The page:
IDF tank lebanon border 311 AP.
(photo credit:Associated Press)
Israel vowed to respond harshly to further Lebanese aggression after a
reserve battalion commander was killed on Tuesday and another soldier
was seriously wounded in the worst violence along the northern border
since the 2006 Second Lebanon War.
Lt.-Col. (res.) Dov Harari, 45, from Netanya, was shot dead by a sniper
from the Lebanese Armed Forces, and a company commander from his
battalion, Capt. Ezra Lakia, sustained a gunshot wound to the chest. By
Tuesday evening, Lakia was in stable condition at Rambam Medical Center
Sharp words from Lebanese leaders, Syria
Photo gallery: Unrest on the northern
Shmona mayor: Residents don't need to enter shelters'
The violence began around noon, when a force from Harari’s reserve
battalion entered an enclave along the border and near Kibbutz Misgav Am
to conduct routine maintenance work. Enclaves refer to land that is
sovereign Israeli territory but is on the other side of the border
fence, which does not always run directly parallel to the
internationally recognized border, known as the Blue Line.
The soldiers had coordinated their movement beyond the fence with UNIFIL
and were working to cut down a tree when shots were fired in their
direction. Lakia was shot in the chest by a Lebanese Army sniper, and
Harari was shot in the head.
The IDF responded with heavy tank fire at an Lebanese position just over
the border, killing three soldiers and a Lebanese journalist. Lebanese
soldiers then fired rocket-propelled grenades at an Israeli tank south
of the border.
IDF artillery began pounding the area, and a number of IAF attack
helicopters were dispatched to bomb a Lebanese Armed Forces command
center in the southern Lebanese town of Taiba. The center was heavily
damaged, as were a number of LAF armored personnel carriers parked
The IDF has noticed an increase lately in anti-Israel rhetoric among
senior LAF commanders. The LAF company commander responsible for the
area where the attack took place recently took up his post and, the IDF
believes, might have interpreted the recent rise in rhetoric to mean
that he could take matters into his own hands.
Israel is concerned with the radicalization that the LAF has undergone
over the past year, including the assistance it provides Hizbullah in
hiding its arms caches and operations throughout southern Lebanon.
“Israel will not stand by as its soldiers and citizens are attacked,”
Defense Minister Ehud Barak said on Tuesday, adding that the IDF would
continue to operate in all of its sovereign territory, including within
the enclaves between the fence and the Blue Line border.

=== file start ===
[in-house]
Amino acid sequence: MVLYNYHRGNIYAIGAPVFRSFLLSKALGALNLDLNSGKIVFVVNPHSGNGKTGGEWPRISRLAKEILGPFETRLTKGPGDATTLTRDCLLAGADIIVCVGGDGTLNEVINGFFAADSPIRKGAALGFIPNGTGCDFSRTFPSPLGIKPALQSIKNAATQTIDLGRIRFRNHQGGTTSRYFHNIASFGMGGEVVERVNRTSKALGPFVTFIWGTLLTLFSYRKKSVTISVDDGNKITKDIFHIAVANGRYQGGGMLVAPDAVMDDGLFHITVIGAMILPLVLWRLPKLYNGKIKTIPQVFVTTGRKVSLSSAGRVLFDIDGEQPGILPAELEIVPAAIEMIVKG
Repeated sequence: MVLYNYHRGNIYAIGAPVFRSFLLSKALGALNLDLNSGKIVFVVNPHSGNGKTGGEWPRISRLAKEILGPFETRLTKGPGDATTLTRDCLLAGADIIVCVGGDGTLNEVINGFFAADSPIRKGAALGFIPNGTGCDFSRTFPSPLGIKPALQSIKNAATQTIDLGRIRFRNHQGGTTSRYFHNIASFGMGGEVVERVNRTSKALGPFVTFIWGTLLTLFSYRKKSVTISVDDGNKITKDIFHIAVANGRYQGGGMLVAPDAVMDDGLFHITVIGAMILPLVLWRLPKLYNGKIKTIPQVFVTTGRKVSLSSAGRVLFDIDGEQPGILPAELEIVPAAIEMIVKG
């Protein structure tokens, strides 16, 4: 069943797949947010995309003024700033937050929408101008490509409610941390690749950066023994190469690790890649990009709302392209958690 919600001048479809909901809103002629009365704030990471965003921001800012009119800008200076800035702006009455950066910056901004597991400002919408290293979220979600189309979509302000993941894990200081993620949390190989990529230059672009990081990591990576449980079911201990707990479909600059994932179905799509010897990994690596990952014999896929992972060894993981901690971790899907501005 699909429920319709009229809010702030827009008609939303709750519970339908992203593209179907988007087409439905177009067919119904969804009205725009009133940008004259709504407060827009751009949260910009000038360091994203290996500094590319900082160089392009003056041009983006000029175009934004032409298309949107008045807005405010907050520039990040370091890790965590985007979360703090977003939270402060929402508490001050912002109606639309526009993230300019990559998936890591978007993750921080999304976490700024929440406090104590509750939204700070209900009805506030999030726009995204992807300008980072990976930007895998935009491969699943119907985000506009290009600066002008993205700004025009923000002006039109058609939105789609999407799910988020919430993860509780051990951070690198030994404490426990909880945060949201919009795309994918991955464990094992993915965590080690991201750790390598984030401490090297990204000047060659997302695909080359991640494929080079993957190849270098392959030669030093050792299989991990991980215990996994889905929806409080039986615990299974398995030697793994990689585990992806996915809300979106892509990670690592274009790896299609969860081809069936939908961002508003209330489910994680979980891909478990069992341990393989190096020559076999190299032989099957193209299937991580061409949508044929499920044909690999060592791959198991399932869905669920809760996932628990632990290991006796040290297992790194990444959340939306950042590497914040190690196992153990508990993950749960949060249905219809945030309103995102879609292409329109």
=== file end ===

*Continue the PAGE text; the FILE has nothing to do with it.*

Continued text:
OC Northern Command Maj.-Gen. Gadi Eizenkot said the Lebanese soldiers
had planned to attack the troops and used the crossing of the fence as
“This was a deliberate ambush,” Eizenkot said. “This was a provocation
by the LAF, and we view the shooting severely.”
Eizenkot said that following Israel’s harsh response, the LAF
transmitted a request via UNIFIL to the IDF, asking for a cease-fire.
“I believe that this is an isolated incident, but it is the gravest
incident since the Second Lebanon War, and that is why we responded the
way we did,” he said.
IDF Chief of General Staff Lt.-Gen. Gabi Ashkenazi flew to the northern
border on Tuesday to oversee operations. The army stressed that it had
coordinated its crossing of the fence with UNIFIL, informing them of a
need to carry out maintenance work across the fence but still within
Lebanese President Michel Suleiman called on his country to “stand up to
Israel’s violation of UN Resolution 1701 – whatever the cost.”
Security Council Resolution 1701 brokered the cease-fire that ended the
Second Lebanon War.
UNIFIL leaders called on the IDF and the LAF to exercise “maximum
“The first priority is to calm the region,” a spokesman for the
international peacekeeping force said.
Military sources said that on Wednesday the IDF would return to the
enclave near Misgav Am. “We will continue to work as usual and will cut
down the tree,” one officer said.
Also on Wednesday, the IDF will participate in a trilateral meeting with
UNIFIL and LAF representatives at Nakoura, Lebanon, to discuss
Tuesday’s violence and attempt to create guidelines that will prevent
There were reports of a Katyusha rocket fired into Israel during the
clashes, but the claims were not substantiated by the IDF, which said no
rocket strikes had been identified.
The attack came a day after six rockets hit near Eilat, including one in
Jordan that killed a man outside Aqaba’s Intercontinental Hotel.
Kiryat Shmona Mayor Nissim Malcha told Channel 10 on Tuesday afternoon
that there was no need for northern residents to enter bomb shelters.
“I hope that this is an isolated incident,” he said.
Upper Galilee Regional Council head Aharon Valenzia called on the large
number of people enjoying vacations and day trips in the North to
continue what they were doing without fear.
Jerusalem Post staff contributed to
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